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6 NEW YORK HERALD. JAMKS UOKDON BGNNKTT, EDITOR AND PROPRIETOR. OmeE H. W CORNER OK FULTON AND NASSAU STS. Tfh'W.S oi*/> tn aeivanre Jfonff moll trill he at the njt of the tender Notu but Hank >4Ut current in Nam Vorlc iaktm rn& DAILY HEN ALP. tiro cent* per >t/vy. $7 per annum. THE WEEKLY IIEK A LD, wy SiturMiy, at trix rent* frr 0|?v, <>r $5 jMf annum . the European Edition rvery Wrtlnre>lay% at ox rmts per ropy, $4 iter annum to ant/ part of Great Britain, or $6 12 loonu /ratio/ Ike Continent, troth to io< I 'lit, /nata;p; the Cu'i/'ornw edition on the let, 11M awi 21*/ oj ruth month, at ax rente per copy, or $2 75 per annum Volume XXVII tjjNo. 90 AMUSEMENTS THU EVENING. NIBLO'S GARDEN, Broadway.?Wild Oats?Black Etkd SU.-A ?. W1NTEU GARDEN, Broadway.? Camilla. WALLACE'S THEATRE, No. Ht Broadway.?Lovk Cuaaa. LAURA KERNE'S THEATRE. Broadway.?Tu? Macabthy , ti?* I'aar or 1>av. NEW BGWLRT THEATRE, Bowery.-Aura?Raising TUfc WlMu? UlDfEN ii.v.M... MART PROVOST 3 THEATRE. Mi Broadway-Richard barnum's AMERICAN MUSEUM. Broadway.?Com* Xutt?Livmo HirroroiAiius, Wmu, ao.. at all Hour*.? jSadaa ah. Kalaxau*. aLeruoon and evening. BRYANTS' MINSTRELS, MacHaulca' Hall, 47S Broadway.? Imjwx in old K-r-nr MBLODEON CONCERT HALL. 53) Broadway -Sosui, Dajkm, Buhlasuuas. Ac.? Co.itkaba.id Cohomios. CANTERBURY MUSIC HALL, 585 Broadway.? So aas daBCBR, bublasycas, ac ? l.MAL'UUHATlOS BALL. GAIETIES CONCERT ROOM. 616 Broadway.-Drawixo Booh Ehtbbtaihhbiits, Balucts. Bantohimks, Kakcks, ao. AMERICAN MUSIC HALL. 444 Broadway Jevlolm i)arrr?? KAILItOAD?( OtLiyil. M II.LKK-* CRYSTAL r A LACE CONCERT IIALL, No. 45 Bowery.Borirsui as, Soxus, Dancrs. Ac ? I'wo Clown*. MEXICAN museum. 663 Broadway -Day and Evening?Collbctiow or Cabvkd Wax Kicckas. TARISIAN CARINET OK WONDERS, 563 Broadway.? Cr<*n daily trow 1U A. M. till) I*. M NOYELTY MUSIC HALL, 616 Broadway.?Bublchuob* scrce. dakcka, aC. NIBLO'8 SALOON. Brnadwav.?Somas Fra-VCAISS?La 4'HRvaV B|.A.\C? L'KlOl'RMKAV-TRIOLKT. TRIPLE "SHEET. [Kew Ynrlr ? a?I, ? ??? THE SITUATION. A despatch to the Navy Department yesterday from Commodore Dupont reports the result of an expedition from his fleet into Mosquito Inlet, Fla., by the Penguin, Lieutenant F, A. Budd, and the Henry Andrew, S. W. Mather commanding, in which both these officers were killed, together with six seamen, and seren others were wounded. The object of the expedition was to capture any vessels lying there which were supposed to contain arms transhipped from British vessels from Nassau, and to protect from incendiarism large quantities of live oak timber, cut and ready for shipment. After making a survey of the inlet in their boats, the two commanders, on their return, landed in the vicinity of some abandoned earthworks near a dense grove, from { which a heavy fire was unexpectedly opened upon their men. killing Lieutenant Budd and Acting Master Mathers, and the number of men above stated. The rebels who made this attack were a portion of the garrison who abandoned St. Augustine on the approach of our troops. On the following morning (the 2;>J ult.) npon the arrival of Com. Rodgers, the place was found to be evacuated. bat the bodies of the two officers were delivered up under a flag of truce by a rebel officer, Captain Bird, who came from a camp at some distance. The prize rebel steamer Magnolia, with a cargo of one thousand and fifty bales of cotton, arrived here yesterday from Key West. We eive else where a detailed account of her capture, and a full description of the vessel. Our news from the Gulf to-day will be found highly interesting. We give to-day some further particulars of the killed and wounded at the battle of Winchester. The wounded are generally reported as doing well. A full official list cannot be received for a few days to come, owing to the scattered positions of the different regiments. General Shields is rapidly recovering. / Despatches received at St. Louis yesterday state that a skirmish took place between a detachment of the First Iowa cavalry and a guerilla band of rebels under Colonel Parker on the 29th. about ten miles west of Warrensburg, in which fifteen rebels were killed and twentyfive prisouers, including Colonel Parker and Captain Walton, were taken. On our first page will be found a comprehensive mop of Memphis and the shores of the Mississippi river on both sides, together with a description of that city and its railroad approaches. /\ i^unurrri man HI A JMIMIII' wnKH 10 u loui.?* ville paper that there will be a rebel force on the new line, extending from Decatur, Alabama, to Inland No. 10, of two hundred thousand men. Evans, of Georgia, he says, baa arrived from Manassas with the flower of the army which fought os last July. From all the indications, the impending battle will be far the most important of any tlut has yet boon fought in this war. The rebel force at Coriatli ia said to number seventy thousand. These facta are important, though not unexpected, as It has been long known that the rebel troops have for some time been moving westward, under Beauregard, Evans, and other officers. They also prove that Genera! McClellan's policy of moving his Western forces southward before he advanced those of his own department to be both judicious and a proof of good generalship. Virginia will be won without much blood shed, and the actual lighting will yet be carried on in the cotton States, where it properly belongs. By the Jura :it Portland we have news from Ku Tope to the 2l*t of March, two days later. President Lincoln'* emancipation message bn?l been received in England, and -so far m it was commented on by the proas, wras regarded a* of the utmost importance, and likely to prodnce a very favorable efTr< t fr.r the Union eanse in Europe. The London T'tnrr acknowledges this to a great extent, but the writer, towards the close of the article, talks of the State paper ns a "bid made towarda putting an end to the war," ho not being, perhaps, able to comprehend the scope of the policy of the Washington Cabinet. Russell, of the London was out again a* a war prophet and sympathizer with the rehels. He praises the constat ry an'' tenacity (?) of the Southern troops, and as- crt* that the Northern sold er s "are weary of war'* and "(JIatnorotia for fur ii^hs." fiuth are his fictions of the 3d of NEW Y< March, immediately before the advance of the Army of the Potomac. The lieuteuant of the privateer Sumter, with the ex-Consul of the United States at Cadi*, w ho were lately arrested by the Moors at Tangier, at the instance of the American Consul, had been shipped for Boston, ou the Harvest Home, from the federal gunboatIno. France was forwarding more troops to Mexico. A new brigade was to leave Toulon for that republic within a week. CONGSESS. In the Senate yesterday, a joint resolution appointing Theodore Woolsey, of Connecticut, Regent of the Smithsonian Institution, in place of C. C. Felton, deceased, was adopted. A resolution calling on the Secretary of War to furnish the report of Brigadier (leneral Mansfield relative to the enizatrement botwppn t.hp flrmtmrr KaMnnnc mac and Monitor was also adopted. A bill creating a Bureau of Transportation was introduced and referred. The bill transferring the inspection of lighthouses from the navy to the revenue service, under the direction of the Secretary of the Treasury, was discussed. A bill providing a Territorial government for Arizona was introduced' Mr. Pessenden presented joint resolutions from the Maine Legislature in favor of extending pecuniary aid to the States for the emancipation of their slaves; also cordially approving of the President's Message, and declaring that Maine will cheerfully furnish her quota of the amount; also asking Senators to vote for the abolition of slavery in the District of Columbia. The bill for the abolition of slavery in the District of Columbia was then taken up, and Mr. Sumner, of Massachusetts, rnnue a long speech in its favor. In the House of Representatives, the Senate bill remitting duties on arms imported by States or con. tractors was passed. A resolution from the Committee on Elections, declaring S. F. Beach not elected to the House from the Seventh Congressional dis-' trict of Virginia, was adopted. The remainder of the session was spent in Committee of the Whole on the Tax bill. MISCELLANEOUS NEWS. The newspaper details of our European advices, to the l!>th of March, are published this morning. These reports contain matter of much interest and importance. A perusal of the compilation will enable the reader to comprehend the situation of affairs abroad to the latest moment. The Epoca of Madrid asserts in the most positive manner that there has never been any design on the part of the Spanish government to recall General Prim, and that that officer is fatihfully carrying out the views of his government. The Spanish papers also speak of an increasing irrita tion between Spain and Moroeeo ou the subject of boundaries, and fear that it will end in war. The Jura, from Liverpool the 20th and Londonderry the 21st of March, reached Portland yesterday. Her news is two days later than that of the City of New York. Consols rated in London at 9.1% a 94 lor money on the 21st of March. The bullion in the llnnk of England increased S2,605,000 in the week. Cotton advanced from one-eighth to one-fourth of a penny during the week in Liverpool. The market closed tirm at the advance of the 21st of March. The stock in port footed up 402,500 bales. Breadstuff's were quiet but steady. Provisions remained steady. The Atlantic Telegraph enterprise idea was progressing in public favor in England. Italy was still agitated. Austria was strengthening her military posts on the Venetian frontier with double guards and advancing troops all along the river Po. Garibaldi remained in Turin, at the request of the Prime Minister. Our advices from Adelaide, South Australia, are to the 25th of January. Commercial matters continued dull. The wheat crop had been nearly all gathered in: but the harvest was considered unsatisfactory. Flour was quoted at ?11 a ?115s. per ton; copper at ?9t> 10s. per ton. We have advices from Pernambuco to the 1st of March. Freights for Europe were activ , and principally consisted of sngar and cotton - the latter of very good quality?Brazil in future will produce an immense quantity. The improvements in the interior (railroads and factories) were extending very rapidly, and the province quiet and healthy. By the arrival at this port last evening of the schooner Eupkcniia, Captain Bayle, we have advices from Vera Cruz to March 8. The English forces had withdrawn, and the Spanish were also leaving as fast as possible, the French having taken possession. There were tumors of battles in the interior: but there had been no confirmation of them. There had been a great deal of sickness and death among the allied troops. Captain Jacob A. Cobb, master of the steamer Acorn, lately arrived at Havana from Xew York, publiely declared his inti nfion of running the blockade with her and of entering the Confederate service. She is a fa-t propeller, making easily from eleven to twelve knots, and will .under her adventurous captain, who is well known in this city, prove a troublesome customer to our blockading fleet. In the State Senate at Albany yesterday, the bill correcting errors in the Brooklyn assessments was passed. The bill to incorporate the Home of j the Friendless, at N'ewbnrg, was ordered to n I third reading. A favorable report was made on ' the bill for encouraging investments by persons of limited means in State stocks. The Congressional Apportionment bill was made the special order lor to-morrow (Wednesday). The Excise bill was | taken up and debated. In the Assembly, petitions were presented in favor of the Metropolitan II. a It h bill and the Broadway Railroad. The bill amending the Long Island Railroad eharter received a favorable report. The bills incorporating the State Homeopathic Society and for the completion of the Chenango Canal were reported from the committees. An unfavorable report was made on the bill for the construction of railroads in cities by the State. The Concert Saloon bill and the People's College 110,000 Appropriation bill were nmde tfce special order for to-morrow (Wednesday). A resolution celling on the < ities Committee toreport the bill for the construction of railroads in nil the streets and avenues oi New York was introduced i ami laid on the table. The Spring Street Railroad j bill was moved forward to the lirst unengaged j Committee ?>l the ?hole. I ne < apiiai run slum nt bill wns ordered fo a third reading; nlso the bill defining the right* of hn band and wife. The Grinding t'ommitteo reported to the Home a number ??f bills, among which were the Chnrch Property bill, the bill for licensing ballast lighter* in this port, and that to enable the Kings eonnty Supervisors to borrow money to build a new Brooklyn Court H< use. The select committee of investigation into the proceedings of the State Military Board have nearly completed their labors, and are expected to tnake their report in a day or two. The Southern civilian generals have been very unfortunate in the present war. There are eleven of this class, who received no military education, and who never before had a military command. The following are their names:? Henry A. Wise, shipped in Virginia. Ji'loi B. Kloyd, whipped everywhere. Robert Toombs, never b?..n in battle. Richard Taylor, never been In battle. 1 h'w. It. Flournoy, nevi i been in battle. J? Pope Walker, whipped in the West. I K. Zolllri Ifer. killed in h - first engagement. Wm. Mahor.e, never beard of. I,. O B Branch. Whlpimtl at New hern. Wm. H. Carroll, rev< r on n field. R. K. Rhodea, never on a field. There are now encamped at Luuy, Coffee _>KK HERALD, TUESDAY, county, Kansas, between six an.I seven thousand friendly Indiana, belonging to the Creeks. Semi uolea, t'herokees, Chickasaws, Wichitaa, Quapaws and Kenecas. Among them are about two thousand warriors who are anxioua to take the Held against the rebels, who drove them from their homes in the Indian Territory. Four of the rebel generals were born in Massachusetts, one in New York, one in Pennsylvania, one in New Jersey and one in Ohio. The Board of Aldermen did not organise lust evening, a quorum not being present. The Board of Councilmen were in session last evening, and disposed of considerable routine business. A resolution was unanimously adopted tendering the use of the Governor's Boom to Parson Brownlow, who is soon expected to visit this city, to receive those who may w ish to expr< their congratulations for his devotion to the Union. A resolution was also adopted directing the Committee on National Affairs to take immediate measures to render all possible aid and comfort to such wounded soldiers as may pass through the city from the battle field. The Board concurred with the Aldermen by a vote of 16 to 7 in making the the Daily Time* a corporation paper. The Comptroller sent in a communication transmitting a detailed statement of the moneys received from the Corporation Attorney during the month of December, and stating that he had paid thp Kiim of d7 to mpptthp halanp.a of in the office of the Corporation Attorney. The communication of his Honor the Mayor relative to the harbor defences of New York, which was sent to the Board of Aldermen last week, was received and gave rise to a debate, which culminated in the adoption of a resolution offered by Mr. Orton, requesting the Mayor to memorialize the Legislature of this State for the immediate passage of an act to provide adequate means for protecting the harbor of New York against the approach of iron-clad vessels of-war. The first quarterly report of the Auditor was received, and 1,500 copies ordered to be printed. A resolution authorizing the payment of $:i,KOO, expended in celebrating Washington's birthday, was adopted. According to the City Inspector's report there were 406 deaths in the city during the past week? a decrease of II as compared with the mortality of the week previous, aud the same number as occurred during the corresponding week last year. The recapitulation table gives 4 deaths of alcoholism,'2 of diseases of the bones, joints, Ac.; 86 of the brain and nerves, G of the generative organs, 17 of the heart and blood vessels, 141 of the lungs, throat, &c.; 5 of old age, 39 of diseases of the skin and eruptive fevers, 8 premature births, 57 of diseases of the stomach, bowels and other digestive organs; 20 of uncertain seat and general fevers, 10 of diseases of the uriuAry organs, 10 from violent causes, and 1 unknown. There were 303 natives of the United States, 6 of England, 64 of Ireland, 3 of Scotland, 23 of Germany, and the balance of various foreign countries. The stock market was languid and weak again yestordav. Government sixes declined >? per cent, and the general railway list about >?. Speculators and investors are alike waiting tor news. Money was unchanged in value, and net very acttvo. Exchange was firm at 112 for bankers' sterling. Gold was better, closing 101 ^ bid. Tbe banks showed an increase of 1618.41*2 in specie, and a decline of $2,503,666 In loans. The cotton markot opened steady yesterday, and cmscu uruk la wc aiicraoon. inc saios cinuraioj a 600 bales, on the basis or 27>*c. a 28c. |>er lb. far middling uplands, chiefly at tbo latter figure. Near ly all lh? sales were made to spinners, and lo go out of market. Flour was in moderate demand, chiefly I rum the home trade; common to medium grades were dull, while extra qualities were llrm. Wheat was inactive and sales limited; inferior and common grades wore neglected, while prime to choice quantities were scarce and In good request Tor millingCorn was rather tinner, with fair sales of Western mixod, chiefly at 58c. a 59c., in store and delivered. ' 1'orlc was honry and easier, with sales of now moss >it $12 87>ja$l3, and for June delivery at $13, aud new prime at $10 26 a $10 60. Sugars w ere steady and in good request, with sales of 1.200 hlids. Coflno was quiit and nominal. Freights wore unchanged, while otig tge ^ meats were poor in oxlciit. Progress of the War for the I'u ion?lies torn t ion of T< nix-aeer un<! Florida. While our encircling armies, fleets and flotillas are steadily and irresistibly advancing upon the contracting lines of the rebellion, the question still recurs, what are wo to do with our revolted Stutos as they aru re.-t ievl from the military despotism of Jeff*. L'tn is? Are they to be encouraged quietly to ic unto tliclr old order of things under the Union, or are they to i u.,l.;.w.l...l t,. a au-oantna. ................a ?v Uiiinai; (II^IMIIUIC of conliscution. emancipation and an anti-slavery reconstruction of their local government-'.' We have the answer, explicit and satisfactory, in behalf of Mr. Lincoln's administration, from Tennessee and Florida, and in the initiatory steps commenced in those two States lor their complete restoration to the ''old ling." Tennessee, next to Virginia, has been made the dupe, the tool, the fool, the drudge, the packhorse and the impoverished victim of this rebellion. With the expulsion of the rebel armies from her capital, her people, to a great extent, were found to be incredulous, stupefied, bewildered, sullen and poisoned with the virus of secession, apparently beyond the reach of any but the most violent remedies. But, for all this, Mr. Lincoln's Provisional Military Governor, Andrew Johnson, substantially assures those people that he comes among them only to enforce the supreme authority of the Union, so far as may be necessary, until* w ith the expulsion of the armed forces of secession throughout the State, the people of Tennessee may proceed themselves to reorganize their State government under the supreme law of our federal constitution, and with all their local riirhts and institutions, slaverv and all. as they were before the outbreak of this rebellion. Such is the ground taken by Governor Johnson in his official "appeal to the people of Tennessee;'' but in a subsequent public speech at Nashville on the 22d ultimo he takes particular pains to assure them that, so far is he from entertaining any sentiment in common with our abolition reformers of the North, that he regards the abolitionist and the secessionist with the same abhor or ec. lie says, and he says truly, thst ' there are two parties in existence who want dissolution;'' that the nbolitionists constitute one of these parties, and that "the two occupy the same ground;"' that "abolition is disaolution, dissolution is secession; one is the other; both are striving for the same object," and that the only difference between them is, that while the abolition party think that dissolution will destroy slavery, the secession party believe that dissolution will save slavery. Governor Johnson repudiates both these parties, and proclaims his policy to be that of President Lin uuui. nnu " an ur. clarcd by them in July last the simple policy of the restoration of our revolted States to the [ Union and to the constitution of the United States, SUte lines. State institutions, slavery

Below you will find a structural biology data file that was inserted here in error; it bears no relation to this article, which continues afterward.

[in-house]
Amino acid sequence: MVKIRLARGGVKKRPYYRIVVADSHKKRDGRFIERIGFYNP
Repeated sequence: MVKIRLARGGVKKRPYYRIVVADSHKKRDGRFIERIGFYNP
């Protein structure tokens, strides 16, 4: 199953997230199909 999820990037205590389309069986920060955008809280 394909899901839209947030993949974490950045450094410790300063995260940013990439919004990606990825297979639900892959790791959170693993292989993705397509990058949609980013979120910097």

and all. We ore not. therefore, surprised to learn that since these declarations from Governor Johnson there has been n manliest Union reaction going on among the people of Tennessee with. I in the protecting lines of our armies. Uet i us got the futnp of the rebel arm* APRIL 1, 1882.?TRIPLE mid the rebel Slate government of Il&rr's out of Memphis, and among hia retreating confederates in Arkausa* or Mississippi, and doubtIt'sa we aball have a apeedy and univeraal acknowledgment by the people of Tennessee of the provisional Union government of Andrew Johnson. As Maryland, Kentucky and Missouri have becu saved from secession without disturbing their local institution of slavery, so President Lincoln believes the States which have seceded may be reclaimed. Hence this conservative Union policy which, under his Provisional Governor Johnson, has been inaugurated in Tennessee. The same ground is covered by the conciliatory proclamation of General Sherman to the people of the State of Florida, from which the armed forces of the rebellion have been expelled. We congratulate the country, therefore, concerning these things, because we believe that they settle the question, and remove all grounds for doubt and despondency in regard to the final restoration of our revolted States to the supreme government of the Union. With the suppression of the military power of the rebellion in those States, the people thereof have only to fall into line, submit to the strong arm of the government, and they will be restored to its protection, full and complete, without further trouble, and without any necessity, in any quarter, for tinkering or tampering with their paramount institution of slavery. This is the true policy for the restoration of the Union. It ha9 worked admirably in Maryland, .Kentucky and Missouri; it opens woll m - V it 1 - -r T?1 !4? !.. in Tennessee, ana me peopie in ciunuu, ui accepting it, cannot restrain their rejoicing at their deliverance from the insupportable despotism of Jeff. Davis and his armed incendiaries. Another Union victory or two in Virginia and in the Mississippi Valley will at once effect the deliverance of three or four more States, and then we may expect to see the undermined and unroofed fabric of Yancey's "Southern confederacy on military principles" tumbling to the ground with a glorious crash. Very soon now we expect to report the glad tidings of the expulsion of the rebels and tho rebel government from Virginia and North Carolina; and we have reason to believe that, when this good work shall have been achieved ( the people of the cotton States themselves will speedily end the groans and pains of the London Times under its silly conceit that this war is to go on through half a dozen generations. The overwhelming armies, navies and warlike means and facilities of all kinds placed at the disposal of President Lincoln for the suppression of this Southern rebellion will assuredly within a few weeks reduce its means of resistance to a petty guerilla warfare in distant holes and corners. How long, then, will such a miserable and useless resistance as this be tolerated by the exhausted people of the South? Not for a month, we dare say, after the flight of Jeff. Davis across the Mississippi river. On the contrary, with all the inducements of safety, protection and the blessings and prosperity of the Union held out to them, we believe that the people of tho cotton States will begin to rebel against the rebel? _ 11 ii_ 1. !? ?f n r t*";? lion Willi uiu expulsion ui uen. l/uvuj iroui ? irl^niii. We nliall not have long to wait for the settlement of this opinion; and we have unbounded confidence in the best results, even in South Carolina, from the wise and infallible restorative policy inaugurated by authority of lbjesident Lincoln in Florida and Tennessee. . / u The Abolition of Slavery In the District of Columbia. The Senate has been engaged for several days past in debating the bill for the abolition of slavery in the District of Columbia. There seems to be no question of the jurisdiction of Congress over the District, and from present indications it Appeurs probable that the hill will pn>- both the Senate and the House. Then it will have to be signed by the President, in order to become a law; and what his opinions arc upon the subject is a question which does not seem to be considered or discussed by the learned Senators. The President's opinion, however, is of some importance, and a knowledge of it will aid our legislators to prepare the bill in such a form, and with such provisions, as may secure the President's approval. During his memorable debate with Doug* Ins, in I m>r>, rnniueni lancoin ueeltired that he might Iks in favor of the abolition of slavery in the I>istriot of Columbia, provided that, as n preliminary step, the measure was endorsed by a majority of the people of the District. In his emancipation scheme, recently submitted to Congress, the President takes the same ground, and makes the abolition of slavery dependent upon the wish of the people of the States concerned, adding, also, as offer from the general government to pay the expenses of emancipation. Now, it is by no means likely that the President will take other or newer grounds in regard to slavery in the District; and the hill, in order to secure h?s approval, will obviously have to contain a provision for securing the assent of the people, and a provision, also, to pay for the slave* liberated. This latter idea is, if we are not mistaken, adopted by most of the Senators; but they seem to have overlooked entirely the opinion of the President, that the pimple must decide upon their own domestic institutions?thut of slavery among tho rest. In effect, the nlxriition of slavery in the District of Columbia may be attained by simply passing the emancipation resolution of the President, uftiT amending it to as to include tho District as well as the border States. According to the expressed views of the President, it would seem that, no abolition hill can secure bis signature unless It conform to the ideas of his resolution. Why not, then, amend and pass the resolution at once? Such Congressional action would secure the support of conservatives and abolitionists alike. The conservatives tuke the emancipation scheme very coolly; for it endorses their opinions fill ly, end is strictly constitutional. In it the President amply recognizes slavery as a State institution, to be decided upon by each State for itself. Whether or not tho resolution will practically affect slavery at present, thoiefore, is left to the slave States themselves to decide. If emancipation does result from it, tho District of Columbia may very soon be free; but a great many years must elapse before this result is attained in ail the States. Indeed, we are of opinion that in tho same, or a less fime, slavery would have been abolished hnd no such message ever been written by the President. We endorse it, however, because its practical and immediate effect is to demolish the abolitionists and to alienate from them all popular sympathy. The abolUioniflU gro he SHEET. ginning to perceive thin, and their blatant praises of the President's scheme resemble the loud whistles of a frightened schoolboy as he passes a churchyard. Still they have to vote for the resolution, lest the country should accuse them of turning their backs upon themselves; but, like Beau Hickman in the House, they make wry faces about it, try to stab tho President under the fifth rib, and slash at everything and everybody in the desperate style of a maniac threatened with a strait waistcoat. That the abolitionists should be thus forced into endorsing a message which sinks them for ever is the best practical joke of the season. The President's Message, then, is practical enough, and we, who are practical people, decidedly approve of it. It kills abolitionism; and, that monster once dead, the slaves of the District of Columbia and of the border States will no doubt be emancipated, as they would have been thirty years ago if Greeloy, Beecher, Cheever, Garrison, Phillips and other fanatics had not riveted their chains. Let the resolution of the President be amended so as to include the District of Columbia, therefore, and immediately passed. The abolitionists may shout and glorify themselves because the temple of slavery will then fall in the border States. It is satisfaction enough for us to know that, like Samson, these agitators will be crushed beneath the ruins. Tike War and the Opera. The first blast of the trumpet of Mars in April last produced an almost magical effect upon every department of business, every phase of society, every kind of amusement. Manufactories were at a stand still; trade drooped; commerce took in reefs in her sails, and all sorts of business tottered and fell. Society stopped in its gay whirl; the cotton and codfish aristocra cies dropped out ol tne ring; tne venirai rain, seemed like a corporation desert. The Opera was closed; the impresarii, the prime dtcmne and the tenors took refuge in small cottages in the country, as the rebels creep into their manholes on the approach of a Union shell, and all the singers who had courage enough to say anything announced their intention of leaving for Europe by the next steamer. Eren religion did not pay; for people were too much occupied with temporal affairs to think about spiritual; and so the May anniversaries were postponed; the contribution boxes, passed around by seedy but benevolent clergymen, were returned as empty as the Tribune'8 till, and the clergymen aforesaid?who believe that charity begins at home?wore unwillingly compelled to brush up their old clothes for another year. Those were very sad and gloomy times all around. The gates of the temple of Janus flew open with a crash; the God of War cried havoc and let loose his dreadful dogs, and everything and everybody were paralyzed, bewildered and frightened at the unexpected crisis, as Horacecaught off his guard, was nearly soared to death by a sudd-- clap of thunder from a clear, cloudless sky. We have been recovering by degrees from this unexpected collapse, and the recent Union victories have put as all upon our feet againTrade, commerce, manufactures and all sorts of business, from that of the heavy merchant to that of the decrepit apple woman, have been re. vived and increased. Society is convalescent, and Broadway, crowded with new spring bonnets, blooms like a parterre of choice fruits and flowers. Revivals of religion follow close in the wake of this social uprising, and Beecher, Cbeevor, Aaron, Phillips and other abolition orators, alter peroral months of cruel neglect, have been gifted at last with a new and more radical eloquence, and treated to an unsavory but welcome kind of persecution. No wonder, then, that Grau seized this auspicious time to crown our happiness with a gem or two of opera. His short season at the Academy has closed, and Boston is now blessed with his festive presence; but he will be sure to come bock to ns before long. He managed his late campaign here with a strategical skill rivulling McClellan's and surpassing Beauregard's. We want him to do so againNot one of his troupe but felt the inspiration of the recent victories and the reviving influences of the spring sunshine. Upon the principal singers this effect of our Union triumphs was particularly noticeable, and for the sake of the good folks of Boston we hope that it has proved permanent. Briguoli seemed to have been born again after our victory at Newborn, and looked hand* somer, sang better and was more admired than over. Adonis never could surpass Brienoli in beauty, and Briguoli baa much the advantage of Adonis in voice. Not to be eclipsed by the favorite tenor, Madame D'Angri burst upon us like a singing Venus, restored to youth by the fall of Fort Donclson and the bom* bardment of Island No. 10, and lookod and sang like the granddaughter of her former self. The exact age which she appeared to be may be accurately stated at twenty-five years, three months and four days, and we cannot believe her a moment, older, in spite of all facts to the contrary. The sensation created by this Venus and Adonis may be imagined, . but cannot be described. D'Angri renewed her youth like the American eagle, dressed like a bird of paradise, and sang like a flock of canaries. Brignoli brought out his sweet, fresh voice from the bandbox in which be had preserved it for just such an occasion; acted ae though be had caught fire from the footlights, and even went so far. one evening, as to witch the world with noble horsemanship, upon ? gorgeously caparisoned steed, in a style equal to Baton Stone or any other famous equestrian. The audiences were enchanted and transported with delight; the habiiuM of the Opera wept tears of joy and bailed the millennium, nn?l an mnnv rtPnnln ahnnlr hajuj* with Grnn, to congratulate him upon his bhcrew, that bin friend* are fearful he will meet the fate of President Harrison, who was shaken to death in a month. No doubt this in the reason why the Opera ban gone to Boston, where the people do not shake hands when they are pleaned, bnt write each other stiff, formal, congratulatory notes instead. For the ftitnre the prospect is etpially brilliant. Maretxek prefers to wield the baton here rather than the sceptre In Mexico, and has withdrawn his name as a candidate for the throne of thut distracted country, and left the Held clear for Trince Maximilian, or nny other man. Mare tack, therefore, has joined his forces to those of Gran, and is going to Europe, with a curt* Hanch? from Marti, of Havana, to engage artists and discover Gran's royal parentage, When he returns we shall have a surplus of operatic wealth: and until that blissful time . we have all wo can manage to appreciate !n Y? nu D'Augri ami Aduuia iliiguoli. ? TImj Great Impending Buttle*. The most important events in the history of modern times are now at hand?events which will determine whether the conflict in the United States w ill be terminated in the restoration of the federal authority in every State of the Union, or whether it will be an exhausting struggle of years. It is the greatest civil war that has ever taken place in the history of the world. A million of men are urruyed in arms?soldiers of the Union 650,000, Confederates 350,000. Since the French Revolution and the struggle to make it good against the combined Powers of Europe, no other nation has sent so many men to battle. It is no wonder that the people of Europe should take so deep an interest in the contest; for the result will not only affect the condition of the present generation of every country, from the Pillars of Hercules to the North Pole, and from the British Islands to tho Ural Mountains, but generations yet unborn. There are three decisive points where a battle may be expected at any moment. The first is on the line of the Rappahannock and the Rapidan, in Virginia, on which Joe Johnston commands the rebels in defence of Richmond and Norfolk. The second is on the Tennessee river, near the line between the State of the same name and the State of Alabama, and not far from Mississippi. The conflict will probably take place between Corinth, at the north east corner of the latter State, and Decatur, in Alabama. There the Confederates are making their stand, with the Memphis and Charleston Railroad as the base line of operations?a line of communication for reinforcements and supplies absolutely necessary to them. The third blow is at New Orleans. The operations of Foote, Burnsido and Hunter are only subsidiary to these three strategical points. In Virginia, Joe Johnston, aided by Gustavus Smith and Stonewall Jackson, will be compelled to give battle; for they are surrounded at six or seven points, and cannot escape to effect a junction with Beauregard and Albert Sidney Johnston, in the Southwest. In Louisiana, to fight at once i3 a military necessity on the part of the rebels; for they must either fight desperately in defence of New Orleans or surrender it immediately to the formidable force sent against it. These are combined movements, the result of a well laid strategical plan, which can hardly fail to result in decisive victories; and we are oonfident, from what we know of the disposition and movements of the varices bodies of troops and the resources at the disposal of the government, that in three months the rebellion will be crashed out, and every Southern State restored to the Union, in the same manner as Kentucky, Tennessee and Florida. Two-thirds of the Southern people were always for the Union; and as onr armies advanee the loyalty of the population will be made manifest by the most indubitable evidences. This is the best answer to all the doubters and tbe English journalists, who say that the overthrow of the rebellion is impossible, and that nothing iB possible as the result of the war but anarchy or a military despotism. Neither one nor the other is possible. It is to prevent anarchy that this gigantic war is waged; ami among a people so devoted to liberty as the Americans, a people who have the game in their own hands, and who eleet their Chiei Magistrate every four years, no wouldbe military despot can ever be successful. The army he would attempt to wield against the liberties of the country would crumble to pieces in his hands like a rope of sand, and he would soon find himself a successful candidate for tbe gallows. The English journals fear such a despotism, because they know it would be enabled to direct the whole military force of the country against the British empire, and inflict upon it a deadly blow from which it could never recover. There is feeling enough in the country against England to render such an enterprise feasible to a military despot. But the American people have too much practical common sense to- permit a dictator to rise up among them, to the destruction of the cherished institutions for which they are now fighting on a scale of vastness without a precedent among modern nations. Tbe United states nave two to one in tne neia. They have more endurance than Southern men, owing to the climate in which they were born and the activity of their lives. They are superior in mechanical skill, so valuable in war. They have more money and superior resources, or greater abundance of the material of war, and they have arms without stint, whereas the rebels are only half armed. But the orowning point is that the superior qualify of their weapons renders every man that wields them equal to two Confede> rates. The physical force of the North in the field is thus on the lowest calculation as four to one, to say nothing of the formidable navy on tbe coast and on the navigable rivers, and the moral force of the cause of the Union against rebellion. How is it possible, under these circumstances, that the arms of the federal government should not be triumphant, and all the Southern States restored in a very brief time to the national fold whence they strayed, one of the most extraordinary political hallucinations to be found in the annals of organized communities ? Tiik Russian Mission.?The mission to Russia is, we see, at last completed by the appointment of Mr. Bayard Taylor as Secretary of Legation. Mr. Taylor to a HWmtfsvr of the penny-o line, or rather of the half-penny-a-line, stamp? shallow, flippant, nnsuggeRtlve and without a spark of originality. He la a p??t, too. His poetry is, howerer, of the machine kind, jingling prettily to the ear, but devoid of imagination or fare. Mr. Taylor baa travelled a great deal, i? acquainted with several language*, , writes fluently, and would no doubt make m good an average Secretary of Legation as most persona who are appointed to that post. We have not a word to say against hi* personal qualifications, which probably have weighed as much with Mr. Cameron as his desire to gratify the aholitioBiets. There is one objection to his appointment, however, which should make the Senate *low to ratify It. Mr. Taylor, a* one ot the Washington correspondents of the TVihune ha* been amongst the most industrious of the assailants nnd calumniators of General McClellan. He It, was who invented the *tory about the Quakerguns at Manassas, with a view to give color to the assertion that there were only llfty thousand rebel troops there, although the Tribvvfi itself, just previous to the evacuation, stated that there were upwards of one hundred thousand behind their lines of defence. Capable, us Mr. Taylor niny he lor the pimt to which he has hoon nominated, it becomes a question whether a person who lias boon endeavoring to paralyze the efforts of the goveminent to put down the rebellion by seeking